Project 1.6

Pathways to personal and public good: understanding access to, student experiences of, and outcomes from South African undergraduate higher education

The aim of this project is to investigate the transformative impact of higher education on society, and the conditions required to enable this impact, in South Africa.

Project team

  • Paul Ashwin, Lancaster University
  • Vincent Carpentier, UCL Institute of Education
  • Jenni Case, Virginia Tech
  • Tristan McCowan, UCL Institute of Education
  • Rajani Naidoo, University of Bath
  • Rebecca Schendel, UCL Institute of Education
  • Janja Komljenovic,, Lancaster University
  • Delia Marshall, University of the Western Cape
  • Sioux McKenna, Rhodes University
  • Melanie Walker, University of the Free State


The South African government recognises higher education as having a distinctive and crucial role in building post-apartheid society and as a driver of equity, social justice and democracy. However, the precise extent and nature of the social returns of higher education remain unclear, particularly in light of contemporary global, social, and economic challenges.

The capacity of higher education researchers in South Africa to explore these impacts needs to be improved. Policymakers and university managers need resources to support the further development of higher education in ways that enhance the potential benefits of wider access to undergraduate higher education.

In order to address this, the project will:

  • increase understanding of how undergraduate higher education in South Africa can most effectively contribute to the development of individuals and society;
  • develop the capacity of an internationally networked group of South African higher education researchers, with a particular focus on post-doctoral researchers;
  • facilitate the development of larger research scale projects that bring together consideration of access to, students’ experiences of, and the contribution made by graduates to an undergraduate education;
  • produce resources to enable policymakers, managers and practitioners to further develop higher education in ways that enhance the benefits of widening access to higher education in South Africa.


The project examines the pathways from an undergraduate education to the public good in South Africa through three interlinked themes:

  • access and admissions;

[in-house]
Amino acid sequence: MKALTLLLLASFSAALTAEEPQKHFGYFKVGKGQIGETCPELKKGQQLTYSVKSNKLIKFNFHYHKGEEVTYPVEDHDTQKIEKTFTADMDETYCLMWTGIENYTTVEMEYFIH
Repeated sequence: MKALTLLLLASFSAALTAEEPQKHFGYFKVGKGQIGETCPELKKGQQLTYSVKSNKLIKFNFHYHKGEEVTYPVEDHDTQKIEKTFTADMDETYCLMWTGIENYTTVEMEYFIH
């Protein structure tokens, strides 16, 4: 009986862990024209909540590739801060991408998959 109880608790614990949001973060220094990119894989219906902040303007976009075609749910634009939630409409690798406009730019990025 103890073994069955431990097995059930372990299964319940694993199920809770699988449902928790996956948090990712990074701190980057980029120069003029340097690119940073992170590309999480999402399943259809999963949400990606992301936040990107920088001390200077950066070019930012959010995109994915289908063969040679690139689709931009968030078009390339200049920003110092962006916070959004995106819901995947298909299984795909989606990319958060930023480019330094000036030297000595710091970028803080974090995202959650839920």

• students’ experiences while studying;
  • the economic and social contributions made by graduates.

Policy implications

This project will help policymakers and university managers develop and widen access to undergraduate higher education in ways that enhance the potential benefits for society.

International partners

This project is an international centre partnership between CGHE and a cluster of National Research Foundation (NRF) projects in South Africa located at the University of Cape Town, Rhodes University and the University of the Free State. It brings together leading and emerging higher education researchers from South Africa, the UK and internationally.

The project builds and extends the work that is being undertaken in the CGHE project Knowledge, curriculum and student agency.

Other relevant CGHE projects include:

The partnership also builds on four NRF-funded research projects, with principal investigators on these projects all taking theme leader roles:

  • NRF Chair in HE and Human Development (PI Professor Melanie Walker, University of the Free State)
  • NRF ERSA Social Inclusion in Higher Education (PI Professor Sioux McKenna, Rhodes University)
  • NRF CSUR Teaching and Learning across a differentiated Higher Education sector (PI Professor Sioux McKenna, Rhodes University)
  • NRF CPRR Getting to graduateness: A close-up social realist study in science and engineering (Professor Jenni Case, University of Cape Town)

These four NRF projects span important dimensions of the present research question – from broad issues around development (Walker), to detailed work on access and the teaching and learning environment (McKenna), through to close-up work on graduateness (Case).